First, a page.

About a Bing
Beware Google: Microsoft's new search engine isn't half-bad.
Spring is the season for subpar new search engines. First we saw the launch of Wolfram Alpha, a much-hyped project that tried to distinguish itself from Google by claiming that it was not actually a search engine but rather a "knowledge engine." Perhaps that's why it couldn't tell me anything I wanted to know. But Wolfram was soon forgotten as techies went ape over Topsy, a new engine that ranks its results according to what people are linking to on Twitter. An interesting idea—but, again, it proved disappointing. When I searched for "Prop 8" just after the California Supreme Court upheld the ban on gay marriage, Topsy sent me to, among other silly things, a year-old Los Angeles Times story that many Twitterers mistook for news that the ban had been overturned.
Such failed attempts to out-Google Google only add to its mystique. So many wannabe Google slayers have come and gone over the years that it's now something of a curse to say out loud that your new search engine wants to beat Google. Steve Ballmer, Microsoft's CEO, doesn't seem to believe in the curse. Ballmer makes plain his desire to crush Google—in interviews, he sometimes can't bring himself to even say his rival's name, referring to Google only as "the market leader." On Monday, Ballmer lobbed his latest volley at the leader. It's called Bing—and it's actually pretty good. Microsoft's long-awaited would-be Google killer is everything you'd want in a search engine. In other words, it's just like Google: It delivers fast, relevant results, organized in a clean, thoughtful way.
Bing has a few bells and whistles to make it stand out from Google, yet not so many that new users will find it hard to understand. Indeed, it's telling that Microsoft seems less focused on distinguishing its product from Google's than in thinking up strategies to get people to switch. For instance, the company integrated its rewards program into Bing; now you can get cash back when you buy products that you search for. Microsoft also picked the site's name specifically to encourage usage as a verb: In a letter to users, the Bing team offers, "We sincerely hope that the next time you need to make an important decision, you'll Bing and decide." I know that sounds lame. But so did "I Googled him" once—until everyone began Googling everyone else, at which point it seemed normal.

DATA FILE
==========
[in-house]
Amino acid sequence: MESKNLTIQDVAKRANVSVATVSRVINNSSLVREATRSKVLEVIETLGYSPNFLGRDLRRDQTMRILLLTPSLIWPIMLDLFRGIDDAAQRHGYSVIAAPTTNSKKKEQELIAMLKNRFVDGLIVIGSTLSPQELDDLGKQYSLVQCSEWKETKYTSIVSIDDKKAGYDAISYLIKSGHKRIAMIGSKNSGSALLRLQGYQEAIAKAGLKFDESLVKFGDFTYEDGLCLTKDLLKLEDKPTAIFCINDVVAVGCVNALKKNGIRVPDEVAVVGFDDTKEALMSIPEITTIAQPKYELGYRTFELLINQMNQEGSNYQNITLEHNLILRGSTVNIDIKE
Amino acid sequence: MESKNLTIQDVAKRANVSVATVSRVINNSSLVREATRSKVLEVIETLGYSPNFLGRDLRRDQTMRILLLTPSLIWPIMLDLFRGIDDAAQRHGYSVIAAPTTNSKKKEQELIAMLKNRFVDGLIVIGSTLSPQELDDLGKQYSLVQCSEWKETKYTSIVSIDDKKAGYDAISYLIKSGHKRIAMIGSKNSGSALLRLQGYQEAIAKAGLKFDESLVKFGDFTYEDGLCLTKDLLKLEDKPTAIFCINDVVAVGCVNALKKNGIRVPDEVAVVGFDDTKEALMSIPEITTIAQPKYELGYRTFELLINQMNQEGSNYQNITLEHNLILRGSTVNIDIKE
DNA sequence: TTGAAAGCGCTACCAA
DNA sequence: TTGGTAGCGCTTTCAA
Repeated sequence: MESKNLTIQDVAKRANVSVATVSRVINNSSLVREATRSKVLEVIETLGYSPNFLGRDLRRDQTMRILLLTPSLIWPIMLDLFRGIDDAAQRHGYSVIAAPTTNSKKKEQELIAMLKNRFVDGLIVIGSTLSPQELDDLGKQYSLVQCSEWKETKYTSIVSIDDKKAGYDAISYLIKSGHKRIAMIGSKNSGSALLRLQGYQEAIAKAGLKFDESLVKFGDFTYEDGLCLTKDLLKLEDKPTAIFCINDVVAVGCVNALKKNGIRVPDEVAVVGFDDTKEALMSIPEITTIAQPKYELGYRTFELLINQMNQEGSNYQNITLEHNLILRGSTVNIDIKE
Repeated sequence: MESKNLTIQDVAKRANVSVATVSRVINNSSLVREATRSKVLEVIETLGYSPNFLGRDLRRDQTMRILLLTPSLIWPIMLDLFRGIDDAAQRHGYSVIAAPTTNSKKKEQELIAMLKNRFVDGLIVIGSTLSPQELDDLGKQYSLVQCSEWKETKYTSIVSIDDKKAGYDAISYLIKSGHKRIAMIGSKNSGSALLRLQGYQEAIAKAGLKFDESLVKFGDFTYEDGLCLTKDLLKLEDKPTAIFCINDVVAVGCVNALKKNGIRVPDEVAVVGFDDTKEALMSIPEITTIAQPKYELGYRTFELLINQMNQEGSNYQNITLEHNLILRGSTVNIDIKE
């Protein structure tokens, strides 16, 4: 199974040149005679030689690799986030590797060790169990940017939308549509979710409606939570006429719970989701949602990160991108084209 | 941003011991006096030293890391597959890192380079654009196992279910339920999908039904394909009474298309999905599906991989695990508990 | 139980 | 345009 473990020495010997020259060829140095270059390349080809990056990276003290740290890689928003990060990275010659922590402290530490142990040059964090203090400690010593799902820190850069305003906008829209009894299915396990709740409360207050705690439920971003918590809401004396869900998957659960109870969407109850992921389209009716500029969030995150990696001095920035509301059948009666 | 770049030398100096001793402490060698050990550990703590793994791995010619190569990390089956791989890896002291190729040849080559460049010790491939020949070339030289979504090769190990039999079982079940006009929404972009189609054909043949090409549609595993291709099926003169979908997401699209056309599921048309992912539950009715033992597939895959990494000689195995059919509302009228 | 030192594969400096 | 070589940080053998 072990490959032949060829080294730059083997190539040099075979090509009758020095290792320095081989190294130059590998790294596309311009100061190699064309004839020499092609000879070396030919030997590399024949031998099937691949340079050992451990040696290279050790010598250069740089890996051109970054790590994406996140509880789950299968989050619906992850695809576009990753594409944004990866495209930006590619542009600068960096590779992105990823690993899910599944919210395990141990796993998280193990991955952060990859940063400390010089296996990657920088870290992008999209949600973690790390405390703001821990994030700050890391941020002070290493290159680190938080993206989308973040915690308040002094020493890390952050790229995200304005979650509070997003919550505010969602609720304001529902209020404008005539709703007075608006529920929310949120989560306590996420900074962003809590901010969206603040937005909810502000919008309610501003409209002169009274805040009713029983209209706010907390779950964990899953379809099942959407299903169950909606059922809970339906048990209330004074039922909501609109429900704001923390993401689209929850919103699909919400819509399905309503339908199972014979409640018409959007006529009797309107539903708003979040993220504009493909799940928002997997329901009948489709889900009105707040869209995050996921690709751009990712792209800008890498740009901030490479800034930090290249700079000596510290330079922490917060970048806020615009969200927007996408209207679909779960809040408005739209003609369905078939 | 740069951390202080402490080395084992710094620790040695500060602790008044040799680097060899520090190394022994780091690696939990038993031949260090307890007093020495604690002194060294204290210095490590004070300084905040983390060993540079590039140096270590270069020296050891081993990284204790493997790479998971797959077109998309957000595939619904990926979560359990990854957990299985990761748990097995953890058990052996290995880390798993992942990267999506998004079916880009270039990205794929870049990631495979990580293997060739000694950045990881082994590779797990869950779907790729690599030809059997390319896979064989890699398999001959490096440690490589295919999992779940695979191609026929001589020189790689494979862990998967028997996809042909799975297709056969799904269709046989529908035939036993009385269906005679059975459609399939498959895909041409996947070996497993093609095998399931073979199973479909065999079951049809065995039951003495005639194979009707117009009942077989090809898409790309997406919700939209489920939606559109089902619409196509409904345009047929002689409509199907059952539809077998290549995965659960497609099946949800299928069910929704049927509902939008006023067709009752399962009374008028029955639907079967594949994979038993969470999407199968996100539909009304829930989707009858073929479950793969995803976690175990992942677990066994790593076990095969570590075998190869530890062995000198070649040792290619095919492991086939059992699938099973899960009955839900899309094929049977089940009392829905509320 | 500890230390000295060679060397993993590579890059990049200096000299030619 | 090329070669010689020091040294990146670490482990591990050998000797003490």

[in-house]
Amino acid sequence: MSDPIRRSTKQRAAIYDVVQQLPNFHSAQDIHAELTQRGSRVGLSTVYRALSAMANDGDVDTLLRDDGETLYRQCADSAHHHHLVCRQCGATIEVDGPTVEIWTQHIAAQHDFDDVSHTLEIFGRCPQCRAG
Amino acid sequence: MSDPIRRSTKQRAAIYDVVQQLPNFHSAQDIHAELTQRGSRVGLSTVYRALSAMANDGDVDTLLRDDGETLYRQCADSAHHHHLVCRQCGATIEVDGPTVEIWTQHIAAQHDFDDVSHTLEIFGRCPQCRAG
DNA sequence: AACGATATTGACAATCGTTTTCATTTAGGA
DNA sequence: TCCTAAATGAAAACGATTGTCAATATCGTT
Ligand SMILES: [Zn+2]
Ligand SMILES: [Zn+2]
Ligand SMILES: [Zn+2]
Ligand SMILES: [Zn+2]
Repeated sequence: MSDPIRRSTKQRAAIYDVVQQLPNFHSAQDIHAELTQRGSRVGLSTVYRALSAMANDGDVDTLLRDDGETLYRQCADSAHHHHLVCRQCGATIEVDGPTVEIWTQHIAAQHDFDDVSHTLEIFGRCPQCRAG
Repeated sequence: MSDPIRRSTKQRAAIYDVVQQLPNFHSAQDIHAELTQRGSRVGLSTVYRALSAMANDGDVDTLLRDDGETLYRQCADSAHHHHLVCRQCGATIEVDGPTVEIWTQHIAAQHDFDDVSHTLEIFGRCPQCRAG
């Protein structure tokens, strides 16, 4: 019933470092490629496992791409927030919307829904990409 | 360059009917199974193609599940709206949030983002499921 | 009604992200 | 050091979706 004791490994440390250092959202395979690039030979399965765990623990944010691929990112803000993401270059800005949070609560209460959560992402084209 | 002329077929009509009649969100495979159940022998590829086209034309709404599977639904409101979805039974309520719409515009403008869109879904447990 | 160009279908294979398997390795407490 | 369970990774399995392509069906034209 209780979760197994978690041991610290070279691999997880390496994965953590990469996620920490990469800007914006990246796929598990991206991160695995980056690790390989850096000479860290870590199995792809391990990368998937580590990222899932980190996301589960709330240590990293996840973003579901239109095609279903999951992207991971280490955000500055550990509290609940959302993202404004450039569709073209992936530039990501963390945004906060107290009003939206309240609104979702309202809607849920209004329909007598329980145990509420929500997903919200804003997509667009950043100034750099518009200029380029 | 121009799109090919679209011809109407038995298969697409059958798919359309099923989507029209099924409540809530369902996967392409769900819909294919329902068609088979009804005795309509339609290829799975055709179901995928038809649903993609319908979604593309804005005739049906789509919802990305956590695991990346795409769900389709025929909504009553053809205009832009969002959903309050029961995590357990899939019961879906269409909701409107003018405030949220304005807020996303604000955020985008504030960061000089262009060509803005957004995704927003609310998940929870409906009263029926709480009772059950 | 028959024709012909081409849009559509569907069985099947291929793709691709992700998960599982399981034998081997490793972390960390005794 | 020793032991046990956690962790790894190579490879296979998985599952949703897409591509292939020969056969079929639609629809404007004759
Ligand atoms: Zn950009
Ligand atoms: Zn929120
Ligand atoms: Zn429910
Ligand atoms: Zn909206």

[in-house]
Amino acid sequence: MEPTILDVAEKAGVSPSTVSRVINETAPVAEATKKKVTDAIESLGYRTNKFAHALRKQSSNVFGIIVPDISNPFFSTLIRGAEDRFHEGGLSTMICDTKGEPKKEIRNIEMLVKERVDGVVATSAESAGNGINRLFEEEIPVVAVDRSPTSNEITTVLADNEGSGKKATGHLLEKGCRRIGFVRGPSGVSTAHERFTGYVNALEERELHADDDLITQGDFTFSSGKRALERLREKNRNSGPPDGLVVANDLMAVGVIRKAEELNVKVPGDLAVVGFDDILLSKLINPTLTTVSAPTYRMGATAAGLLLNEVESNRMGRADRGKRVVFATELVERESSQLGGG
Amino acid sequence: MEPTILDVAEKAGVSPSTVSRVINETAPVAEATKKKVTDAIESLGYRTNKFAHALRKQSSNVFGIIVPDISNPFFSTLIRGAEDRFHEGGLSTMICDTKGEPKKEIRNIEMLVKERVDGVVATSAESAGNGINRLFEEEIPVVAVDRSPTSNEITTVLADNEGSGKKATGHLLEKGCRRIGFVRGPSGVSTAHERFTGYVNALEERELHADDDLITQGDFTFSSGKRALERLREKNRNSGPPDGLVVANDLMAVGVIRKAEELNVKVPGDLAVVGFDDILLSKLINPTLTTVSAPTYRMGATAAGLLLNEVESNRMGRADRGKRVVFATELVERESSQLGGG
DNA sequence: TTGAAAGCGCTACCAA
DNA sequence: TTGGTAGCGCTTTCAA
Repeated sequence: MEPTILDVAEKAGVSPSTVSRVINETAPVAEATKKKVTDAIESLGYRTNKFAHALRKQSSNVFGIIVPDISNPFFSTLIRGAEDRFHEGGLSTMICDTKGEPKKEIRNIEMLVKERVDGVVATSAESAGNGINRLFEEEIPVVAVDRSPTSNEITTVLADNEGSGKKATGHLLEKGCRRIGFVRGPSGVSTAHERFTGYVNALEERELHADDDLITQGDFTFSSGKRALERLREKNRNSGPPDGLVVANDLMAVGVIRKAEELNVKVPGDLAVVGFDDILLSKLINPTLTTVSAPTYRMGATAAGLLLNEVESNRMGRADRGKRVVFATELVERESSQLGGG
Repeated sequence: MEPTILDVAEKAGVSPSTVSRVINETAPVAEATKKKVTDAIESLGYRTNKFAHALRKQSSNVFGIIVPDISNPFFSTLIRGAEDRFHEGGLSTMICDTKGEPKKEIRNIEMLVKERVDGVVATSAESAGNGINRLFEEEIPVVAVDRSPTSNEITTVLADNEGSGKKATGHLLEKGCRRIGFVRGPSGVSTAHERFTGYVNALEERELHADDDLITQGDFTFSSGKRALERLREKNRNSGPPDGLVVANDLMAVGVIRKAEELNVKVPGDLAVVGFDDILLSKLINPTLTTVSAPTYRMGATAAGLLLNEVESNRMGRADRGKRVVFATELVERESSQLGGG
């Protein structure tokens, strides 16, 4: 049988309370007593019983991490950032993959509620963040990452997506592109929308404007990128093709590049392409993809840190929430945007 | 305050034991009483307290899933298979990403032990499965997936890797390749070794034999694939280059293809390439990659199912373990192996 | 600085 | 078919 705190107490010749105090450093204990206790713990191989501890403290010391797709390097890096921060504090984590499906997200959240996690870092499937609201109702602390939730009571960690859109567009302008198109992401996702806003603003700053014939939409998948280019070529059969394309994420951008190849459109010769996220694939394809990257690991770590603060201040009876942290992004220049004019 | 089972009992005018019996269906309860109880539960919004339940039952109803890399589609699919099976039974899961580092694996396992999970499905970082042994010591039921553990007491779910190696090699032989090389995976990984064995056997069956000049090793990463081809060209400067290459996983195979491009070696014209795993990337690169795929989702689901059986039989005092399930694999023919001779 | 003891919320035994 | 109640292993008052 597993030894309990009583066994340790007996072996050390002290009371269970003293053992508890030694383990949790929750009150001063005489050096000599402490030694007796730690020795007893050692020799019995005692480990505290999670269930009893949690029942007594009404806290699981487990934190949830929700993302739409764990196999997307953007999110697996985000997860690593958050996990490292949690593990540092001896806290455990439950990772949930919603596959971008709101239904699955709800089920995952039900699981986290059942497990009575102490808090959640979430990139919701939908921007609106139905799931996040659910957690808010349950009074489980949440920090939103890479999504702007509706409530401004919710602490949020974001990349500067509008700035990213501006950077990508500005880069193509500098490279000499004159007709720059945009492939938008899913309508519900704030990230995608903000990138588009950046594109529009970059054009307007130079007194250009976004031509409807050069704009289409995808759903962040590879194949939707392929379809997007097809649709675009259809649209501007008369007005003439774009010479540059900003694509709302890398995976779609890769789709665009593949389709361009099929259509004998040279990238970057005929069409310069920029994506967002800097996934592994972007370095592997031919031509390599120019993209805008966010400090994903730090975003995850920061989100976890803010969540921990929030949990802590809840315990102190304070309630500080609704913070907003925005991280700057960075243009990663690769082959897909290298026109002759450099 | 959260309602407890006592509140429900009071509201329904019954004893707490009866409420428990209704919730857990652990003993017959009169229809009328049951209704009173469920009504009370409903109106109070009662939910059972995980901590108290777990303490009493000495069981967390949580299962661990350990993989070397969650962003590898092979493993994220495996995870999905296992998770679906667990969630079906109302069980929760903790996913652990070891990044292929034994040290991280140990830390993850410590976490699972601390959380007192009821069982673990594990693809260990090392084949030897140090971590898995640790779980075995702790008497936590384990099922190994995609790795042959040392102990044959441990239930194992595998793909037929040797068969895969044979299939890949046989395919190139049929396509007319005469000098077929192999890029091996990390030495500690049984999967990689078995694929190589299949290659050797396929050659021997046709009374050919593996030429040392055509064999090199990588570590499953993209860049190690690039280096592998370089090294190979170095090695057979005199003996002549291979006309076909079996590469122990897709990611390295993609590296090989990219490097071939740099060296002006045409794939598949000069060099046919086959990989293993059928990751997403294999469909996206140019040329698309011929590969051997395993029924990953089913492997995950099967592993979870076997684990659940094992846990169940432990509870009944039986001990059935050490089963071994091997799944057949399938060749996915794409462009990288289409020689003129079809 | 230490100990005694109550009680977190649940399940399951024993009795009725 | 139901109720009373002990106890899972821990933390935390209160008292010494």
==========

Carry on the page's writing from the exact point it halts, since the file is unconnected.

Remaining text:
This suggests Microsoft's plan of attack; it'll fight Google not just by making a great search engine but also by making sure that you keep hearing about its great search engine. It plans to spend as much as $100 million to advertise Bing, and probably much more on improvements to the site. Can it work? Of course it can. Microsoft is rich, persistent, and, under Ballmer, maniacally focused on winning the search wars. Sure, Google has two-thirds of the market, and the thought that any rival could make a dent in that position seems crazy. But everyone—even Google—admits that the search business is in its infancy and that anything could change over the next few years. When you use Bing—I'm sorry, when you Bing—the idea that Google could be beaten doesn't seem so crazy after all.
That's not to say Bing is a better search engine. It's not; I peppered it with many different kinds of queries, and—like other people who've tested it out—I found it to be just as good as Google. Indeed, the results were often indistinguishable. When I Binged and Googled Slate's patented three-query test for new search engines—"Obama," "Viagra," and my own name—I got similar results on each site.
Farhad Manjoo is Slate's technology columnist and the author of True Enough: Learning To Live in a Post-Fact Society. You can email him at email@example.com and follow him on Twitter.